Previously, Zondits reported on the resurgence of the idea that energy efficiency’s problem is related to the rebound effect, where efficient equipment and efficiency programs might actually result in greater energy usage. Though this argument has been put forth many times, rebound related to energy efficiency is extremely hard to quantify. Recently, economists Kenneth Gillingham, David Rapson, and Gernot Wagner published a paper on this theory. They conclude that rebound can happen and be quite substantial in some situations, but that it is unlikely that rebound will be so great that it will lead to more energy use rather than a reduction. Overall, efficiency is a welfare-enhancing movement.
Reconsidering the Rebound EffectEDF, November 20, 2014
The rebound effect from improving energy efficiency has been widely discussed—from the pages of the New York Times and New Yorker to the halls of policy and to a voluminous academic literature. It’s been known for over a century and, on the surface, is simple to understand. Buy a more fuel-efficient car, drive more. Invent a more efficient bulb, use more light. If efficiency improves, the price of energy services will drop, inducing increased demand for those services. Consumers will respond, producers will respond, and markets will re-equilibrate. All of these responses can lead to reductions in the energy savings expected from improved energy efficiency. And so some question the overall value of energy efficiency, by arguing that it will only lead to more energy use—a case often called “backfire.”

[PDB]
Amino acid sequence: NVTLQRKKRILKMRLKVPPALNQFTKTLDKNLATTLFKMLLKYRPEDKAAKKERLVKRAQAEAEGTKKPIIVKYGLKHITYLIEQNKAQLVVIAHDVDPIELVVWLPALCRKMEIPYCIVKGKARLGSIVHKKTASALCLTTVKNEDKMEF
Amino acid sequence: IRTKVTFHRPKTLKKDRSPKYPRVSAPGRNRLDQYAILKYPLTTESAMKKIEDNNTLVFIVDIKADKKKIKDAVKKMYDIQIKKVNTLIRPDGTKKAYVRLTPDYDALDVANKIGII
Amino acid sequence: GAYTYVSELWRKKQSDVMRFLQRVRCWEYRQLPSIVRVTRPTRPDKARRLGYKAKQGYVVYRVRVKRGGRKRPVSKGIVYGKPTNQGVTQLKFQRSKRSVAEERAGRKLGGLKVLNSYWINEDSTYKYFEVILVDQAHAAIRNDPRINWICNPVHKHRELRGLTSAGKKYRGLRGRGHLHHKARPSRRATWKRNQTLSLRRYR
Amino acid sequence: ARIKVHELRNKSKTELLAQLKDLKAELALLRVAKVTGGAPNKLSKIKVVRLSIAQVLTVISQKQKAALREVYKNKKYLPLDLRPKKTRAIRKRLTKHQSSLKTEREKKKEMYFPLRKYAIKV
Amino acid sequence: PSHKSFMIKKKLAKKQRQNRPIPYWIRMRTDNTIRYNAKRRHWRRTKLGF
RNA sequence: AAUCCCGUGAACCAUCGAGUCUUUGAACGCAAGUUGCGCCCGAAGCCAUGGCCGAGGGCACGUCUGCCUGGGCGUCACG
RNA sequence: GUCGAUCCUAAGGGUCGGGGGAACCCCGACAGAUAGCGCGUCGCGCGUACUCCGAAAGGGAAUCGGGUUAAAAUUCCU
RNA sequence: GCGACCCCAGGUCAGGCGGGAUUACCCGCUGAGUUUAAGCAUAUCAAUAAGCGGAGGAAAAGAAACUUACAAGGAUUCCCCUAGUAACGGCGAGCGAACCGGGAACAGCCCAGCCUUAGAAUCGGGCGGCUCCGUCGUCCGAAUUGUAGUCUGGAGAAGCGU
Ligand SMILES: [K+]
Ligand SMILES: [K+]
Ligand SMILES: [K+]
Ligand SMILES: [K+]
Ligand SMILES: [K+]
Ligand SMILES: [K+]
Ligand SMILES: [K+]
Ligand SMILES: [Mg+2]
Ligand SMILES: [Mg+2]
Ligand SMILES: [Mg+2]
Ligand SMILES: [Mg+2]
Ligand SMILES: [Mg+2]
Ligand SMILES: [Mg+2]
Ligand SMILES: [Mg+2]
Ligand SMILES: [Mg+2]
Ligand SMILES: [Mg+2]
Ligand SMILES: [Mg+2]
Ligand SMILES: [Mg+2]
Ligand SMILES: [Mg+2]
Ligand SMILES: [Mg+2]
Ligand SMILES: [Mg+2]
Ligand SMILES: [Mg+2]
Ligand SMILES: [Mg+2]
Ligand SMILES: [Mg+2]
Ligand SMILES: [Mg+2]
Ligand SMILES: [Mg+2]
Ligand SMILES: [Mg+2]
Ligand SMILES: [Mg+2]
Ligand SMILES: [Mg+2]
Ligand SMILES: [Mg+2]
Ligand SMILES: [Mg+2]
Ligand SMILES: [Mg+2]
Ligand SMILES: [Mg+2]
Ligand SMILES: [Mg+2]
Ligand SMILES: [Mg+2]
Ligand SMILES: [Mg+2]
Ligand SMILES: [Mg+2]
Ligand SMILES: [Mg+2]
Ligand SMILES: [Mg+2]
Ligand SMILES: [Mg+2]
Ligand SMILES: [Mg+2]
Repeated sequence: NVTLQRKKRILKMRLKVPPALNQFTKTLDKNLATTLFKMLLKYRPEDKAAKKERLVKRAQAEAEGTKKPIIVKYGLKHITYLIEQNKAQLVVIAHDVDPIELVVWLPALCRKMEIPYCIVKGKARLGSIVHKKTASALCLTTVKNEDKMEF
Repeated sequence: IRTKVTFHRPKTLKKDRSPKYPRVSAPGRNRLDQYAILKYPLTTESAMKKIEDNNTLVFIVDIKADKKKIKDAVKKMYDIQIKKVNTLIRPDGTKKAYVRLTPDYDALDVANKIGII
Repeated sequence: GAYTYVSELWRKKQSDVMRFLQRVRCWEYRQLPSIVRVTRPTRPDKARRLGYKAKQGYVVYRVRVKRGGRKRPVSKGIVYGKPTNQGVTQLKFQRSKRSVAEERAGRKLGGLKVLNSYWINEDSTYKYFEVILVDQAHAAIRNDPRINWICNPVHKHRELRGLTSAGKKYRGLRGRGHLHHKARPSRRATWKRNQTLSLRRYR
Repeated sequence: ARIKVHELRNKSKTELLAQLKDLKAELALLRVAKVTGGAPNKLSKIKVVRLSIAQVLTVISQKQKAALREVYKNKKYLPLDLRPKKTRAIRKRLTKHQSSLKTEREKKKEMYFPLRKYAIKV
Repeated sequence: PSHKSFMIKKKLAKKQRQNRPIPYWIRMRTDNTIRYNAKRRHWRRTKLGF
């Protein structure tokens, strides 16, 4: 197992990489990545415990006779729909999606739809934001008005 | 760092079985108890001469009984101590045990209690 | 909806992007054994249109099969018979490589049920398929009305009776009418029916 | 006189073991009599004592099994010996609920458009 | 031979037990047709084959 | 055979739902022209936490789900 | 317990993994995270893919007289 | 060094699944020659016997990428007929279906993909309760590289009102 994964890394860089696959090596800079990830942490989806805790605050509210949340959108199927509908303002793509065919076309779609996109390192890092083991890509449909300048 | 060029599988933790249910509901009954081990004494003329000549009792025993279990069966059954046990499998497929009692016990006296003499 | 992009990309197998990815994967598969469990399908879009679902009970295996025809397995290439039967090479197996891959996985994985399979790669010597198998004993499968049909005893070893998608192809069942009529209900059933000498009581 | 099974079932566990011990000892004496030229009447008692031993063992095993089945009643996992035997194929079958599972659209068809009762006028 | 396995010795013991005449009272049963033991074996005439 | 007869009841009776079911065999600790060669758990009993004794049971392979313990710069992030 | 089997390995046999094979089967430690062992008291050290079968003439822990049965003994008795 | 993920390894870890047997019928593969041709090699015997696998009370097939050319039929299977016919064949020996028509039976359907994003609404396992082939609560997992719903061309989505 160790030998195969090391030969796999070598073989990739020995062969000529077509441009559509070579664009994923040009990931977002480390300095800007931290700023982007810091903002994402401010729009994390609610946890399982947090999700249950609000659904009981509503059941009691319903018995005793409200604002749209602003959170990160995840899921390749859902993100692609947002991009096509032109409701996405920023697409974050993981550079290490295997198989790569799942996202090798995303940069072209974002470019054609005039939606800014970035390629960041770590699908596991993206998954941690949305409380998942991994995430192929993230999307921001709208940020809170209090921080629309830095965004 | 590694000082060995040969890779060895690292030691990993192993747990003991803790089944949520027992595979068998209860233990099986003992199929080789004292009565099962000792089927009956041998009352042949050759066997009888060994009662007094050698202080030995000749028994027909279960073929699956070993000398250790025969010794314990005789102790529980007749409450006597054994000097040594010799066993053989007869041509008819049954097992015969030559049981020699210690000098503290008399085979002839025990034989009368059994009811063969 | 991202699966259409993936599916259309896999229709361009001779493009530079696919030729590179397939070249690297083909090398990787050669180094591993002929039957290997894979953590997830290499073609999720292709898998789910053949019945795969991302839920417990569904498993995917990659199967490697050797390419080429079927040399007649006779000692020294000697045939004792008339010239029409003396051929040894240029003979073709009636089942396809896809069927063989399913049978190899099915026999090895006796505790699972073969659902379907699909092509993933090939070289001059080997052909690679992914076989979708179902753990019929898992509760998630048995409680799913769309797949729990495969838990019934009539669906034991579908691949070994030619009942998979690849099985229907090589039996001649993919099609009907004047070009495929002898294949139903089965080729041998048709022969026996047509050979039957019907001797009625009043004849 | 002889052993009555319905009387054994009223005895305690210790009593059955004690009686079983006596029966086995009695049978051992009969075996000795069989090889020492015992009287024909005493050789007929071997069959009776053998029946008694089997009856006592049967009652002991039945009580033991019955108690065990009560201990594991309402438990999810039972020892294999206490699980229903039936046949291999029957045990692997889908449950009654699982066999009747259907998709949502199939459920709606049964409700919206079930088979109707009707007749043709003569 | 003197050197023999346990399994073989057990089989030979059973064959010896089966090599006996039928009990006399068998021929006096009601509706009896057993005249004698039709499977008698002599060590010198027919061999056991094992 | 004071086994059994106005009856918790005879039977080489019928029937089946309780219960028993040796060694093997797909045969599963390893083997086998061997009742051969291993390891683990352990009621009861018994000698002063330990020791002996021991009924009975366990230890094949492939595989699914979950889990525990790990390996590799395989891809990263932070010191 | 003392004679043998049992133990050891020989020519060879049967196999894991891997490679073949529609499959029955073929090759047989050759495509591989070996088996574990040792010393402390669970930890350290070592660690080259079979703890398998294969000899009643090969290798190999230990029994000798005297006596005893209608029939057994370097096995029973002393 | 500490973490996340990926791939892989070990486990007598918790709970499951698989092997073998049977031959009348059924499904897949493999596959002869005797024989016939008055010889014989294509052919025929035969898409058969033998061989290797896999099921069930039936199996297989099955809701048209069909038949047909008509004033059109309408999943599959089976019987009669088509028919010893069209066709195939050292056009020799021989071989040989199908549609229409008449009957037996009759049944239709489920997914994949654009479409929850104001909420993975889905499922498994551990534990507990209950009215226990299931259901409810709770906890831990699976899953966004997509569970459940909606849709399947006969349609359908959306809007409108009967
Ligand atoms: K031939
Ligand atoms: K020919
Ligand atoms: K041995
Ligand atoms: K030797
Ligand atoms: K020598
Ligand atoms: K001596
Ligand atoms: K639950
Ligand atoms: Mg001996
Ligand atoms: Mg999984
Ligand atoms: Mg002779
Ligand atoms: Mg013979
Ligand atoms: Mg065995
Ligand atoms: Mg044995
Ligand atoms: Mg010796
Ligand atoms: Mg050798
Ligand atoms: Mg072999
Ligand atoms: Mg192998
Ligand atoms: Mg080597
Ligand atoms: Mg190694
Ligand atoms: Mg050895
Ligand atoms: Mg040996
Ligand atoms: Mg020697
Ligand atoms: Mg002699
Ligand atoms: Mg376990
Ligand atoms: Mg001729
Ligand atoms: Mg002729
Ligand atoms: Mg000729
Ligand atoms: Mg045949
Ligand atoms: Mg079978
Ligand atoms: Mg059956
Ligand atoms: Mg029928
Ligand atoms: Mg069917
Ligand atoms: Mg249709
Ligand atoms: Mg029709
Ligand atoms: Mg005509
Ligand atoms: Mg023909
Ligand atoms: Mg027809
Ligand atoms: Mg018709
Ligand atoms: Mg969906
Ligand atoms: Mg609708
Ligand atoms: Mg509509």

In a new RFF discussion paper, “The Rebound Effect and Energy Efficiency Policy,” we review the literature on the rebound effect, classify the different types, and highlight the need for careful distinction between causal links—which are indeed worthy of the “rebound” label—and mere correlations, which are not. We find, in fact, that measures to improve efficiency, despite potential rebound effects—are likely to improve welfare, generally.